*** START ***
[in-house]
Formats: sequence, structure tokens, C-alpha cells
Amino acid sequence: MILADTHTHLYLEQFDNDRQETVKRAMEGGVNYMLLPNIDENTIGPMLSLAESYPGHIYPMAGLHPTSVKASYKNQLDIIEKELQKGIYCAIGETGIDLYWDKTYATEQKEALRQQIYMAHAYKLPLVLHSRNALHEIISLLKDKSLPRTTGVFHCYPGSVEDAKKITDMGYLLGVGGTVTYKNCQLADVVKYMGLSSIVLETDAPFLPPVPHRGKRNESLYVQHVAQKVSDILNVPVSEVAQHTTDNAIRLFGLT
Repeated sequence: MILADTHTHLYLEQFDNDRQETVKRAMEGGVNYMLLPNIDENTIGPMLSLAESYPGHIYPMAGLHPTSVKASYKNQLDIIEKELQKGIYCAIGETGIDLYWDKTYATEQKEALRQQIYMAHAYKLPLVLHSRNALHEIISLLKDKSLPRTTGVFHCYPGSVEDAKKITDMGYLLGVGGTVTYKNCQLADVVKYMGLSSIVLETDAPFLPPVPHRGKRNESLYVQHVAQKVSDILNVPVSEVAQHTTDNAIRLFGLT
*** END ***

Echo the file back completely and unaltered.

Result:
[in-house]
Formats: sequence, structure tokens, C-alpha cells
Amino acid sequence: MILADTHTHLYLEQFDNDRQETVKRAMEGGVNYMLLPNIDENTIGPMLSLAESYPGHIYPMAGLHPTSVKASYKNQLDIIEKELQKGIYCAIGETGIDLYWDKTYATEQKEALRQQIYMAHAYKLPLVLHSRNALHEIISLLKDKSLPRTTGVFHCYPGSVEDAKKITDMGYLLGVGGTVTYKNCQLADVVKYMGLSSIVLETDAPFLPPVPHRGKRNESLYVQHVAQKVSDILNVPVSEVAQHTTDNAIRLFGLT
Repeated sequence: MILADTHTHLYLEQFDNDRQETVKRAMEGGVNYMLLPNIDENTIGPMLSLAESYPGHIYPMAGLHPTSVKASYKNQLDIIEKELQKGIYCAIGETGIDLYWDKTYATEQKEALRQQIYMAHAYKLPLVLHSRNALHEIISLLKDKSLPRTTGVFHCYPGSVEDAKKITDMGYLLGVGGTVTYKNCQLADVVKYMGLSSIVLETDAPFLPPVPHRGKRNESLYVQHVAQKVSDILNVPVSEVAQHTTDNAIRLFGLT